Small schools need lots of talents among their staff. At Goldsmith Infant School in Portsmouth, new headteacher Debbie Anderson found a great team, including Alison Spittles, reception teacher and early years co-ordinator.
A graduate of the London College of Music, Alison plays the piano in assembly and takes a lunchtime music club - as well as co-ordinating the subject for the school. When the Portsmouth schools music festival and school-based productions come round, Alison starts rehearsals with four-year-olds upwards.
She's also responsible for English and has introduced the literacy hour, training other teachers and introducing all the new materials. "Alison has got a huge commitment to the children," says Debbie Anderson. "Mixed with her energy and enthusiasm, she is a very special person at this school."
Goldsmith is an inner city school with 120 pupils aged four to seven. Recently, staff accepted free ferry tickets for a round trip to the Isle of Wight as part of their transport topic "On the move". Forty-four children from the two reception classes made the journey with 22 parents. "We never disembarked but some children had never been on a boat before. We had a brilliant, exciting time," says Alison.
She says rallying parents is a natural part of the job. "One of the things I really appreciate about teaching in the early years is contact with parents."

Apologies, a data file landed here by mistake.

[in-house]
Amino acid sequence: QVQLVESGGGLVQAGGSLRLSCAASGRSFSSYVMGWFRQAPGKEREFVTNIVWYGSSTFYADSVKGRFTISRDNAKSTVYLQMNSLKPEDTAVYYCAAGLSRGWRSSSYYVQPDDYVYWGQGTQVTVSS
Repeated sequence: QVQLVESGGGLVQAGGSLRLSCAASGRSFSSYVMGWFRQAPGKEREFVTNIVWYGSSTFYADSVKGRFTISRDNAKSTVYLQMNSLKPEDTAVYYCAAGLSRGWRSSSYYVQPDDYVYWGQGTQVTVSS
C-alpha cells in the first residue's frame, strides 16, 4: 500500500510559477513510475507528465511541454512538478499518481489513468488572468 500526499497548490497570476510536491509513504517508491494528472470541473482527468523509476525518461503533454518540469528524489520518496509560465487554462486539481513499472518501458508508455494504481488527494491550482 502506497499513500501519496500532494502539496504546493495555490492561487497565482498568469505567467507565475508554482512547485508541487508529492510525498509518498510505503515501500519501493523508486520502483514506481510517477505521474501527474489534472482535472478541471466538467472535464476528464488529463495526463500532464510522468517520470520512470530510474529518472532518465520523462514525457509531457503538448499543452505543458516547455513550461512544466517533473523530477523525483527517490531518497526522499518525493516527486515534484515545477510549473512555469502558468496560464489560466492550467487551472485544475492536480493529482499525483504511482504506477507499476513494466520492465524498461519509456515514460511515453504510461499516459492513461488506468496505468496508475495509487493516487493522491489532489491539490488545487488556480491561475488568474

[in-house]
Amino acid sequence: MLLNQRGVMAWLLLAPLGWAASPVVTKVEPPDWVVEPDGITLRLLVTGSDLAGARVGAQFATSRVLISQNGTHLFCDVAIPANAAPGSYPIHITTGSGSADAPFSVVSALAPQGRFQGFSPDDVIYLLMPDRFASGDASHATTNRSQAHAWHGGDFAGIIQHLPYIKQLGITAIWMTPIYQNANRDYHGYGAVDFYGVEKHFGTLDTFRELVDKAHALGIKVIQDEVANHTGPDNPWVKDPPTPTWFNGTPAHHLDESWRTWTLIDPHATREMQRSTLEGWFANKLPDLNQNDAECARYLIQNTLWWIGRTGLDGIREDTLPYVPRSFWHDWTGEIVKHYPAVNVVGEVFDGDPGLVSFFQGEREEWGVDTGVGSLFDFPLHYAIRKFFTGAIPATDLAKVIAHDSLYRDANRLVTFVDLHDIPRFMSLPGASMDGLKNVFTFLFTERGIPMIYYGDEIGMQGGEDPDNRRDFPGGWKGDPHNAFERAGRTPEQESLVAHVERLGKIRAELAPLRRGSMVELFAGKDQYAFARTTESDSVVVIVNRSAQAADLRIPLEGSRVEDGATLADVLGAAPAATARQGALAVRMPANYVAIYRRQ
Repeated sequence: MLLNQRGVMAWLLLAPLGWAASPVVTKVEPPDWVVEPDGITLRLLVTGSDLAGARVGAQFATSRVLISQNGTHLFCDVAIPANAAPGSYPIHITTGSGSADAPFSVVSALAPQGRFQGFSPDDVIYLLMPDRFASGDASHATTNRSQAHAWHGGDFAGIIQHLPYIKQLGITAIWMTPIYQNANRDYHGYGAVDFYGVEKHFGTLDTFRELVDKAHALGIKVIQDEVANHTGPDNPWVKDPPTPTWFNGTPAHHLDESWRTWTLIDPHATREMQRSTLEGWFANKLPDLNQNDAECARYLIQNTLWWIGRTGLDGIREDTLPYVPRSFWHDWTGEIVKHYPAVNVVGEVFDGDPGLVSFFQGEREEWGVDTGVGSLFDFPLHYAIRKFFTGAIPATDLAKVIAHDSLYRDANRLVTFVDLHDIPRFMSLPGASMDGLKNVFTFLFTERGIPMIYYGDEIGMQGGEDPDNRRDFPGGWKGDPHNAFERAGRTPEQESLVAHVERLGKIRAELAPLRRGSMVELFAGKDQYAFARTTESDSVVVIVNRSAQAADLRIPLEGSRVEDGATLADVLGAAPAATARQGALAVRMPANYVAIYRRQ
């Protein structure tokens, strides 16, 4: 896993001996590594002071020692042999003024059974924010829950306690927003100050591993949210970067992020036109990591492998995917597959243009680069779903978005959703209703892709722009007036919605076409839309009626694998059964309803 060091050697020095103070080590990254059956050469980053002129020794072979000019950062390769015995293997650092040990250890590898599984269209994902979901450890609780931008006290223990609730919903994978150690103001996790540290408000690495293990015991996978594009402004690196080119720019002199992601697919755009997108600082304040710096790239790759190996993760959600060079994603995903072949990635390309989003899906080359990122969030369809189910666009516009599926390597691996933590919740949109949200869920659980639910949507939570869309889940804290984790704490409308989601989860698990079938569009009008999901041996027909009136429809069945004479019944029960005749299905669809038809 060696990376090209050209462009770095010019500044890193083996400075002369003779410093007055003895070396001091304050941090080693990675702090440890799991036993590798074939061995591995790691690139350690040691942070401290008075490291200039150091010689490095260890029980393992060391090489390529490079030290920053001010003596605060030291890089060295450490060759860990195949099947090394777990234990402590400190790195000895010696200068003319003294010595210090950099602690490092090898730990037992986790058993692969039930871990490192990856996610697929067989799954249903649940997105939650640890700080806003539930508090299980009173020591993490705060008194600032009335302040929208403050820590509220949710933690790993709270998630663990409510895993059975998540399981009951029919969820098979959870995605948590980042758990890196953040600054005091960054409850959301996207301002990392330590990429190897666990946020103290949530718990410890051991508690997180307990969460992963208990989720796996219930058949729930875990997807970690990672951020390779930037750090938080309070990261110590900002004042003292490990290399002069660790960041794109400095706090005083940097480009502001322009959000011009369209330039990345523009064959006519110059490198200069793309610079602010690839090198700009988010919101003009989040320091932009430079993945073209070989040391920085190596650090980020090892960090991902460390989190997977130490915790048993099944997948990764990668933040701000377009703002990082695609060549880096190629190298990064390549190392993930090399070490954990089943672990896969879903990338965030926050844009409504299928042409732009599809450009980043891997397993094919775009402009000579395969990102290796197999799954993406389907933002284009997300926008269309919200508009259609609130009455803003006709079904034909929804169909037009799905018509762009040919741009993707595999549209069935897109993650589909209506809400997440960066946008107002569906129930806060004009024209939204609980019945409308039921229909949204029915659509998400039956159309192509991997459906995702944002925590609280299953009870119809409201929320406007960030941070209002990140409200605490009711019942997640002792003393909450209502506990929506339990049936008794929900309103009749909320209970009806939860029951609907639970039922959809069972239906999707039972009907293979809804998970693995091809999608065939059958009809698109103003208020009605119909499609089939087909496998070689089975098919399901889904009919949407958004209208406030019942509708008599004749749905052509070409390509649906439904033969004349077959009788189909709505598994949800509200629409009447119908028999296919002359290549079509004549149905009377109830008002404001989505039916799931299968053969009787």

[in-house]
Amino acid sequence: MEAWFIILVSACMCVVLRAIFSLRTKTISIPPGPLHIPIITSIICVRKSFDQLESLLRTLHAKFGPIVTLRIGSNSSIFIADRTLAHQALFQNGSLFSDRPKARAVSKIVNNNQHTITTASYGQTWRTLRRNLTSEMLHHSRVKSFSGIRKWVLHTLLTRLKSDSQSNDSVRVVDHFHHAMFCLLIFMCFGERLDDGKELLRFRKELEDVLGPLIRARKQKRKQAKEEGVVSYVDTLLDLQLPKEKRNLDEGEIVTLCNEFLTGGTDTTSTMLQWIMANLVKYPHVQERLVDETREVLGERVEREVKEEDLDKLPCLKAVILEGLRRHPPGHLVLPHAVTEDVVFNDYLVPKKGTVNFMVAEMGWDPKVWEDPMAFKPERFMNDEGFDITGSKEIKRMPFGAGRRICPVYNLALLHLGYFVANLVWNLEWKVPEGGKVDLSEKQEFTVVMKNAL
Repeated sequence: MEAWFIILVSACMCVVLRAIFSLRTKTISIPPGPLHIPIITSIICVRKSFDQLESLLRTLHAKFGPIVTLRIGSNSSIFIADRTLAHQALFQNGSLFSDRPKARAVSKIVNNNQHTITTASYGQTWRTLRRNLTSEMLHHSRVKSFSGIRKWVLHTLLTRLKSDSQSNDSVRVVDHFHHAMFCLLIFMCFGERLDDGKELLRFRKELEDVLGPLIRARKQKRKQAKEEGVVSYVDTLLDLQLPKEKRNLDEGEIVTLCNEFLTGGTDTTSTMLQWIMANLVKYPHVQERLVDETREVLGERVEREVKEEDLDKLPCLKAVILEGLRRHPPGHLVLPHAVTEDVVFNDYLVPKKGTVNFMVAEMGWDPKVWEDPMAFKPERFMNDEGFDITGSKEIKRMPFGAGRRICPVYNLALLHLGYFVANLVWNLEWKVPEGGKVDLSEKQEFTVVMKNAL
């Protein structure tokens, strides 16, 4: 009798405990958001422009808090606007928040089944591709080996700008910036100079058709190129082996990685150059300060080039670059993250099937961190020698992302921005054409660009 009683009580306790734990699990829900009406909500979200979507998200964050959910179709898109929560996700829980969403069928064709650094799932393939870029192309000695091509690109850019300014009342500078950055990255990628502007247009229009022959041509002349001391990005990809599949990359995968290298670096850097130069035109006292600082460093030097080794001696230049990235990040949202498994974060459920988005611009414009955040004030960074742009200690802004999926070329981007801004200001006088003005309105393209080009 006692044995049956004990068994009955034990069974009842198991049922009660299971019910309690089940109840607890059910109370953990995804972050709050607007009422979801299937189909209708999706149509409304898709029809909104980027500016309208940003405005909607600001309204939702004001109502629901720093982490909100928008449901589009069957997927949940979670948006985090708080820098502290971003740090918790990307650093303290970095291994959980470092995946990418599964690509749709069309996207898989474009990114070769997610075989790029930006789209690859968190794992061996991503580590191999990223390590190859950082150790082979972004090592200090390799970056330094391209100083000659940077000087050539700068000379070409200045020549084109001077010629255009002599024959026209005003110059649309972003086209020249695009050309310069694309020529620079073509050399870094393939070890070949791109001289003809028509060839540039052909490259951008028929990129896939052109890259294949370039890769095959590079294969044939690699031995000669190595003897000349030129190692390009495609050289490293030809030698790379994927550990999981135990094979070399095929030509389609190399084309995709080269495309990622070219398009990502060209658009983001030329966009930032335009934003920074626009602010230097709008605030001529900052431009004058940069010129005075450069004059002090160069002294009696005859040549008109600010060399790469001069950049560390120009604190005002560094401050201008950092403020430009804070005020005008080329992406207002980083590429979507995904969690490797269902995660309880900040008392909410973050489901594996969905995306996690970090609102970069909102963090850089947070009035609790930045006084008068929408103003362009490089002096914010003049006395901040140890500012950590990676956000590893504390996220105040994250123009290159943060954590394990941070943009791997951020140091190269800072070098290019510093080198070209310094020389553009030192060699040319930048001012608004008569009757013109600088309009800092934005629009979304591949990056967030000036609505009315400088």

Alison is at work by 7.30 every morning (alongside all her colleagues, she tells me) and has never been heard to moan - even if she's had a sleepless night with baby daughter Eleanor, who is pictured here. "Managing to balance your life and enjoying it all is great to see," says Debbie Anderson. Well done and thank you.
Mature teachers who can't get permanent posts have been writing to The TES about ageism. When they hear Ministers pronounce on the national teacher shortage, they feel like screaming. Here they are, qualified and keen, but rejected for being too old - and too expensive. For many it is a depressing end to a late-start career. They and their families have often made big sacrifices to get this far - what a rotten way to run a system when committed, experienced adults are just what many children and their schools need.
Susan Brown, 17, receives 'Sounds Good 101 Poems to be Heard', edited by Christopher Reid (Faber). Submitted by Carole Bramley of All Saints' RC School, York, who receives a set of Poetry Society posters with teacher's notes. Please send students' poems, preferably no longer than 20 lines, to 'TES' Young Poet, Admiral House, 66-68 East Smithfield, London E1 9XY. Eva Salzman leads workshops in schools with students of all ages and is writer-in-residence at the Bromley-by-Bow Centre in east London.
Bouquet of the Week is given in association with Marks amp; Spencer. Names, please, on a postcard - and why - to Sarah Bayliss, The TES, Admiral House, 66-68 East Smithfield, London E1 9XY